This is really bizarre. I’m admitting no such thing. We have the testimony of Scripture about the Messiah which is then confirmed by the Messiah Himself. Many a Jew has come to faith in Yeshua through reading the Tanakh.
You may not intend to do this, but you’re engaging in a game of polemics, attributing false conclusions or statements to me, then saying, “Aha! He admits to the error.” No, you’re creating an apparent error, and your basis for your argument is totally false.
It is my position that the moral position for someone who does not believe in Jesus is to examine his claims in light of the Biblical texts. Until his claims are vindicated –– it would be going against God to accept his claims. We must therefore first read the Jewish Bible – without belief in Jesus – and then examine his claims in light of the truth we have learned from God’s word. The fact that you need to quote Jesus to defend your position underscores the fact that your position is not rooted in the words of the Jewish Bible.
Again, absolute falsehood. I will gladly debate you or any rabbi using Tanakh alone – I’ve agreed to do that in the past. Yeshua constantly pointed to the Scriptures, saying that if someone wouldn’t believe Moses and the prophets, they would not believe even if someone rose from the dead. But I will not refrain from quoting the words of the Messiah and pointing to His deeds. Why should I? You understand everything through the lens of your own tradition and it’s virtually impossible for you to separate your understanding of God and Israel from that tradition. In fact, the alleged faithful transmission of that tradition is one of your biggest pro-traditional Jewish arguments. On my part, I’m thrilled that Messiah did come into the world and do what was promised. Why should not that lend confirmation to the argument?
The Messiah had to come and die and rise before the Second Temple was destroyed. He did all that. So, when I look at prophecies that seemed to say that, it is clear that they did, in fact, say that.
You claim that the reason you pointed out the relatively small number of passages predicting the future Temple is because traditional Judaism puts the future Temple on the same plane as world peace as a Messianic requirement. You conclude that Scripture does not bear this out.
I suggest that you turn to page 178 of your volume 3 and you will see that you were not contrasting the hope for the Temple with the hope for peace (which you yourself minimize on page 70 of volume 1) – but you were contrasting the hope for a future Temple with the alleged miracles of the Messiah. This being the case – my citation of the number of passages is completely relevant.
First I absolutely do NOT minimize the hope for future peace anywhere in my volumes. Messianic Jews and Christians of all stripes long and pray for this and believe that it will be accomplished when Yeshua returns. We hail Him as the Prince of Peace!
Second, I looked at the pages of my books you mentioned, and I do not make the arguments you claim I do.
In another paragraph you accuse me of creating a strawman (you generously add – “probably unintentional”) by presenting it as an issue of “either or”. With this accusation you have created a strawman of your own (probably unintentionally). In my opening statements which you yourself copied in the beginning of your own response – I presented the two opposing positions – not as “either or”, but rather with the one requiring miracles as an absolute necessity while relegating the temple to a possibility – as opposed to the other which has the Temple as the absolute requirement and the miracles remain a possibility.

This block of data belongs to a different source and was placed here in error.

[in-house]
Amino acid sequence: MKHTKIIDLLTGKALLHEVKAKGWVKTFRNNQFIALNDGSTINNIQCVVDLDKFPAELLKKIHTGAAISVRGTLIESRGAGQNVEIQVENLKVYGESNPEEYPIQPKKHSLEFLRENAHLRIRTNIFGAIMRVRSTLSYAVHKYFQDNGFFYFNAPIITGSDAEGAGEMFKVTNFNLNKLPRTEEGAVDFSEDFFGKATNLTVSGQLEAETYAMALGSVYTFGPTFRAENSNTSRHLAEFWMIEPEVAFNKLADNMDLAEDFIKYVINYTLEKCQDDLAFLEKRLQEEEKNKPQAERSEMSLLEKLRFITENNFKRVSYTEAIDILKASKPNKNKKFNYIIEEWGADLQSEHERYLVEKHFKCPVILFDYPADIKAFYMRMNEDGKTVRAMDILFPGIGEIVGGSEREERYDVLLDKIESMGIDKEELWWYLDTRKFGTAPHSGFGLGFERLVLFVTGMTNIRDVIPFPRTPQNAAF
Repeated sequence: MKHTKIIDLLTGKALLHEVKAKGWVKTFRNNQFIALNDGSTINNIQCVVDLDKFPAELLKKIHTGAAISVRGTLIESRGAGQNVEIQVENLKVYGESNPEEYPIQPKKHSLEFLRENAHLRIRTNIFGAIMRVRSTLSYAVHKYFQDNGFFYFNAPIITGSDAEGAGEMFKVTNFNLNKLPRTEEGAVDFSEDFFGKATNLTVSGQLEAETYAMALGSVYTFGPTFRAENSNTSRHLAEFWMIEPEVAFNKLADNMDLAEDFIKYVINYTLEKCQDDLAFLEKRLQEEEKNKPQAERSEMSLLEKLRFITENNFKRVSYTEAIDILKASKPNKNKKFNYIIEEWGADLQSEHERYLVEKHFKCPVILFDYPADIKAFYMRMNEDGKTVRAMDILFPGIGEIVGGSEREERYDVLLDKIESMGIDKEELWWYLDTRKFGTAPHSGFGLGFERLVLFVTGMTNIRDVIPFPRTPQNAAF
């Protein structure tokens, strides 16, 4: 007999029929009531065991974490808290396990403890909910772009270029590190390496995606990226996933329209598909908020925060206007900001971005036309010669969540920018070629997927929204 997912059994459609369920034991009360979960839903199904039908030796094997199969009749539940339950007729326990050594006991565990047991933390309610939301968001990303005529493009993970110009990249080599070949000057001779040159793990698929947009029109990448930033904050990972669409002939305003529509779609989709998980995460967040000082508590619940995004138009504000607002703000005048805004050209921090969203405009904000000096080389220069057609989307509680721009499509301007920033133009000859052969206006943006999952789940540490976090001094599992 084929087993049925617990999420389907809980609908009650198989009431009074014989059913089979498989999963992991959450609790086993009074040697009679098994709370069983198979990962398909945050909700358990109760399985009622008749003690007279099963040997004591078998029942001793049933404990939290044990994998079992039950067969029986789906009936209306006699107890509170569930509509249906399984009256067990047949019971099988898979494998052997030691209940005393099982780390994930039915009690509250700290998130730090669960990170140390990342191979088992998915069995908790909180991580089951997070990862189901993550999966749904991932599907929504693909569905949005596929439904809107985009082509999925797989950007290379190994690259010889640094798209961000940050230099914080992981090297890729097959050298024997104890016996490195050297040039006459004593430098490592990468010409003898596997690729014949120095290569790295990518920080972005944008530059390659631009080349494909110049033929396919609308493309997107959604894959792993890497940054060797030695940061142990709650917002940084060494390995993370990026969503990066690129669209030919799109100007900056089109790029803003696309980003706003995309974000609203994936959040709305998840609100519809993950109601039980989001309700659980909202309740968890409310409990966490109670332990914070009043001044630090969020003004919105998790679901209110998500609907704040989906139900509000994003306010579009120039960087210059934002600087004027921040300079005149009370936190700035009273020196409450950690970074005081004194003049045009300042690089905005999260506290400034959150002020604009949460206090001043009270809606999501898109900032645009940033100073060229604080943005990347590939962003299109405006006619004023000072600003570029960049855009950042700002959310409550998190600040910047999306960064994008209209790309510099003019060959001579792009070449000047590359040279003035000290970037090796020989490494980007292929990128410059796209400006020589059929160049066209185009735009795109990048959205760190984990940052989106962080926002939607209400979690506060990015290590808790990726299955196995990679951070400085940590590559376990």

You skip over some of my points because you see no relevance to them. I am sure that the readers of this conversation (including myself) will want to know your response to two of my questions that you seem to deem “irrelevant”.
Do you believe that the number of verses supporting a specific doctrinal position is a valid standard by which to judge the Scriptural basis of a given position? And if yes, then why, throughout your five volumes, do you never apply this standard to the arguments of the Church? (i.e the virgin birth etc)
I’m responding to objections as they have been presented to me by our people over the decades. Although Isaiah 7:14 is cited once in the NT and is hardly a central prophecy, it is constantly attacked on numerous levels, hence my lengthy response.
How is it that in your interview with Stroebel Zechariah 6 is magnified as “the most overt passage in the Bible where a human being is identified with a Messianic figure” – and on page 172 of volume 3 you downplay this very same prophecy because it appears in only one book of the Bible. Isn’t that being inconsistent in your own line of reasoning?
Not at all. What is incredibly powerful is the identification of a priestly leader with the Branch, confirming the portrait of David as a priestly King and helping to explain why many Jews in Jesus’ day were expecting a royal Messiah and a priestly Messiah. As to the nature of His building the Temple, that is more difficult to understand, but again, if it refers to the Third Temple built upon His return – wonderful!
I countered your argument concerning the timing of the predictions concerning the Temple– by pointing out that the predictions of Messiah’s miracles are also tied in by the prophets to a specific time – which precludes applying these predictions to Jesus.